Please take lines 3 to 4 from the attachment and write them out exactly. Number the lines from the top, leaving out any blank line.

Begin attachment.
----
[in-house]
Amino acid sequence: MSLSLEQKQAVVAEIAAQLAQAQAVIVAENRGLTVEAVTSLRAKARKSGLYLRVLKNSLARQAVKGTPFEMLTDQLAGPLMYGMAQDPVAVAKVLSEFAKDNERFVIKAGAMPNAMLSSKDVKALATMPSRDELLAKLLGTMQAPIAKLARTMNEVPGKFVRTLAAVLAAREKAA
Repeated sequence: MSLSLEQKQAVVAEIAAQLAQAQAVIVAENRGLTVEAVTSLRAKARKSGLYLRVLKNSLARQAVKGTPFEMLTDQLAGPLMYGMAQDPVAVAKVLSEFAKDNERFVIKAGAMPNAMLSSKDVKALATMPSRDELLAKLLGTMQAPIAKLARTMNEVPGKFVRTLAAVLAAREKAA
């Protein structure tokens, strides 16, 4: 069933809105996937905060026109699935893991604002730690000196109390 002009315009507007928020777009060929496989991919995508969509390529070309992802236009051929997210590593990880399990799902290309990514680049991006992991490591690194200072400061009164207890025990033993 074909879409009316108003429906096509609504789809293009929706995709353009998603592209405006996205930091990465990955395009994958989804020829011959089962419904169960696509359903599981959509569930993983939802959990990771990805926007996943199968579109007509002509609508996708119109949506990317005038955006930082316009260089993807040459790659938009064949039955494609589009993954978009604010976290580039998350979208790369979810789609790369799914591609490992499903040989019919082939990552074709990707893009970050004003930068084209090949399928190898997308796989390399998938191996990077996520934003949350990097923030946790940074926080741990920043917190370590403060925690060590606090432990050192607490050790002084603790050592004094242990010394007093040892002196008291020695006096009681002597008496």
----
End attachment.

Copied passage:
Repeated sequence: MSLSLEQKQAVVAEIAAQLAQAQAVIVAENRGLTVEAVTSLRAKARKSGLYLRVLKNSLARQAVKGTPFEMLTDQLAGPLMYGMAQDPVAVAKVLSEFAKDNERFVIKAGAMPNAMLSSKDVKALATMPSRDELLAKLLGTMQAPIAKLARTMNEVPGKFVRTLAAVLAAREKAA
């Protein structure tokens, strides 16, 4: 069933809105996937905060026109699935893991604002730690000196109390 002009315009507007928020777009060929496989991919995508969509390529070309992802236009051929997210590593990880399990799902290309990514680049991006992991490591690194200072400061009164207890025990033993 074909879409009316108003429906096509609504789809293009929706995709353009998603592209405006996205930091990465990955395009994958989804020829011959089962419904169960696509359903599981959509569930993983939802959990990771990805926007996943199968579109007509002509609508996708119109949506990317005038955006930082316009260089993807040459790659938009064949039955494609589009993954978009604010976290580039998350979208790369979810789609790369799914591609490992499903040989019919082939990552074709990707893009970050004003930068084209090949399928190898997308796989390399998938191996990077996520934003949350990097923030946790940074926080741990920043917190370590403060925690060590606090432990050192607490050790002084603790050592004094242990010394007093040892002196008291020695006096009681002597008496």